There’s a good reason for the center’s secrecy. One worker, who spoke to me on condition of anonymity, told me about a guest known by other homeless for doing sexual favors. “Today she came to the center telling everybody she ‘needed dick,’ wearing a blonde wig and leopard-print handcuffs as she was walking through. Telling her to stop just made her do it more. It’s so absurd really. Nothing makes sense in the field.” The worker also pointed out that “drug tourism” isn’t an anomaly to San Francisco. “When Colorado legalized cannabis it attracted tourists from neighboring states with more restrictive laws. People who use drugs come to places like Los Angeles, Oakland, and San Francisco because it frees them from legal constraints with an abundant supply of whatever your drug of choice is. You can get them anywhere, but it’s not the same. There is so much less tension and pressure from external forces to behave.”

While this may be the reality at the center, it’s not what San Francisco sold to the public. In a “Frequently Asked Questions” segment on the official government website this past spring, the answer to “Will drug use be allowed on site?” was “no,” and it was unequivocal: “This is not the city’s safe consumption site. The site will not include medical oversight for safe drug use. However, guests may arrive at the facility after having used drugs. In order to promote safety, site staff will include community and peers who are trained in overdose prevention and harm reduction to monitor and engage with guests who may be experiencing the effects of recent drug or other substance use.”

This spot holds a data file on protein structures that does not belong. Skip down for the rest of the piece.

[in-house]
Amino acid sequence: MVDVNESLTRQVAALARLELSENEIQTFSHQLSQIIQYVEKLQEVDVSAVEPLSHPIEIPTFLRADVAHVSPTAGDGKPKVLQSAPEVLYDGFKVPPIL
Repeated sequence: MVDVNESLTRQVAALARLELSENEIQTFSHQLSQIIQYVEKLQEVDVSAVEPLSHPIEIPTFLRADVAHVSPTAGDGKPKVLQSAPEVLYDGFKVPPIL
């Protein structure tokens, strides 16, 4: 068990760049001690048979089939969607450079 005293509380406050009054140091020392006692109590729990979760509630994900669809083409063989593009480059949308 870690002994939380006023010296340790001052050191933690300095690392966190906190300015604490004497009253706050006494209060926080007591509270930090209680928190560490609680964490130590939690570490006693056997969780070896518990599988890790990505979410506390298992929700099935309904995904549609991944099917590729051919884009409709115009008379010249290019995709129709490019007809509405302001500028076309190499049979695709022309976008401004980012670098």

As criticism of the center grew so did HR360’s desperation to keep their lucrative deal, leading vice president of public affairs and policy Gary McCoy to fudge the figures in an attempt to make the program look more successful than it was.

Gina McDonald, co-founder of the advocacy group Mother’s Against Drug Deaths (MADD), obtained emails through public records requests revealing that DPH officials actively conspired with HR360 executives to minimize McCoy’s fabrication. In a Feb. 8, 2022, email to colleagues, Dr. Rob Hoffman, special project manager with the DPH, wrote, “I think Gary is just making up random numbers.” That was in reference to the 659 “meaningful engagements” recorded by staff for the week ending Feb. 7, 2022. Hoffman said he and a coworker had visited the linkage center over the same period, writing: “I observed the HR360 staff and did not see anything that can account for the high numbers of meaningful engagements.”

Alison Hawkes, DPH director of communications, personally modified a response to press queries that replaced words like “mistake” and “inaccurately” with a sprinkle of public relations magic. The original statement, written by Dr. Matthew Goldman, read, “Part-way through the most recent reporting period, the TLC metrics team discovered that one of the CBOs was inaccurately recording data on engagements. … This mistake has since been resolved.” Hawkes reworked it to say, “one of the providers at the site was defining engagements in a way inconsistent with other teams on the site.”

But even public relations magic couldn’t erase the damning numbers compiled by McDonald, who helped create MADD after her daughter became an addict in the Tenderloin neighborhood: Between January and March of 2022, just 18 of the 23,367 visitors to the Tenderloin Linkage Center — or 0.08% — had been referred for medical or substance abuse treatment, and there was no way to track them.